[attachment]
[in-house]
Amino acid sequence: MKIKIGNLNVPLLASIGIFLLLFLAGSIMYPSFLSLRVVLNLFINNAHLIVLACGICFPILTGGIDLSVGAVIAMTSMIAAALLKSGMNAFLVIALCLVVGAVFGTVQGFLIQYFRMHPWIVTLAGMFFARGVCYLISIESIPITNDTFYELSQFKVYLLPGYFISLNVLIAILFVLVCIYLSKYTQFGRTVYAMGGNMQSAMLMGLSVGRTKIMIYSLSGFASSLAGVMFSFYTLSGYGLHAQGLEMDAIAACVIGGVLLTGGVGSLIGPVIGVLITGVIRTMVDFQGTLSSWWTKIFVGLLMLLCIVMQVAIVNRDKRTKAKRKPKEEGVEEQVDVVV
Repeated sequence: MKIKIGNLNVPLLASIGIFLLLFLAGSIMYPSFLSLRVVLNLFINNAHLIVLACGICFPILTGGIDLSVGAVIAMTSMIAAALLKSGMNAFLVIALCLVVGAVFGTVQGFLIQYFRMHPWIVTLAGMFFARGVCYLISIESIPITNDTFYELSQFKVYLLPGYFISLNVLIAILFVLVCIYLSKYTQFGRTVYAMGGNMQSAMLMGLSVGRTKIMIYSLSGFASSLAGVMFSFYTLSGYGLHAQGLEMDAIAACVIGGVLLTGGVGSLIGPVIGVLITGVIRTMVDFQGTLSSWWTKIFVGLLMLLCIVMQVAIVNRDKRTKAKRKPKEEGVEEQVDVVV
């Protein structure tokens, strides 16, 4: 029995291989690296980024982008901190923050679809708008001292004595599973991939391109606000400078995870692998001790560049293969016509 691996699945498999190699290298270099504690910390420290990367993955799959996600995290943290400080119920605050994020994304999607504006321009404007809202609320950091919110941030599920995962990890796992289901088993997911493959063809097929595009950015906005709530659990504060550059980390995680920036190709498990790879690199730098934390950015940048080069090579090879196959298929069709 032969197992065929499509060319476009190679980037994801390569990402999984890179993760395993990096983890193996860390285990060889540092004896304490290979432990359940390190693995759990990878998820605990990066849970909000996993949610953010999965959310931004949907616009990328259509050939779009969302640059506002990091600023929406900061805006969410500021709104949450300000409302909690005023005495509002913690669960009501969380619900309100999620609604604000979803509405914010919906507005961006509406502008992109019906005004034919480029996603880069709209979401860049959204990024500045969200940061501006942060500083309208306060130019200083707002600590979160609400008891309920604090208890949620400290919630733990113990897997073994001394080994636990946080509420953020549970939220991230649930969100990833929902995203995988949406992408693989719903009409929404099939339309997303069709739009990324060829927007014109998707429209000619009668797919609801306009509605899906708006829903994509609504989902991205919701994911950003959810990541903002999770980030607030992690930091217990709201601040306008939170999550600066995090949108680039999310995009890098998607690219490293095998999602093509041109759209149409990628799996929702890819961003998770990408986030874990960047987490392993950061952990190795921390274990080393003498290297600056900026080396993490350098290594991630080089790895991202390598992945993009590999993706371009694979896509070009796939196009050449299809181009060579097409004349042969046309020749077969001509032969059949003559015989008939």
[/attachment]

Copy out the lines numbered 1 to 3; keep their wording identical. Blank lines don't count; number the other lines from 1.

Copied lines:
[in-house]
Amino acid sequence: MKIKIGNLNVPLLASIGIFLLLFLAGSIMYPSFLSLRVVLNLFINNAHLIVLACGICFPILTGGIDLSVGAVIAMTSMIAAALLKSGMNAFLVIALCLVVGAVFGTVQGFLIQYFRMHPWIVTLAGMFFARGVCYLISIESIPITNDTFYELSQFKVYLLPGYFISLNVLIAILFVLVCIYLSKYTQFGRTVYAMGGNMQSAMLMGLSVGRTKIMIYSLSGFASSLAGVMFSFYTLSGYGLHAQGLEMDAIAACVIGGVLLTGGVGSLIGPVIGVLITGVIRTMVDFQGTLSSWWTKIFVGLLMLLCIVMQVAIVNRDKRTKAKRKPKEEGVEEQVDVVV
Repeated sequence: MKIKIGNLNVPLLASIGIFLLLFLAGSIMYPSFLSLRVVLNLFINNAHLIVLACGICFPILTGGIDLSVGAVIAMTSMIAAALLKSGMNAFLVIALCLVVGAVFGTVQGFLIQYFRMHPWIVTLAGMFFARGVCYLISIESIPITNDTFYELSQFKVYLLPGYFISLNVLIAILFVLVCIYLSKYTQFGRTVYAMGGNMQSAMLMGLSVGRTKIMIYSLSGFASSLAGVMFSFYTLSGYGLHAQGLEMDAIAACVIGGVLLTGGVGSLIGPVIGVLITGVIRTMVDFQGTLSSWWTKIFVGLLMLLCIVMQVAIVNRDKRTKAKRKPKEEGVEEQVDVVV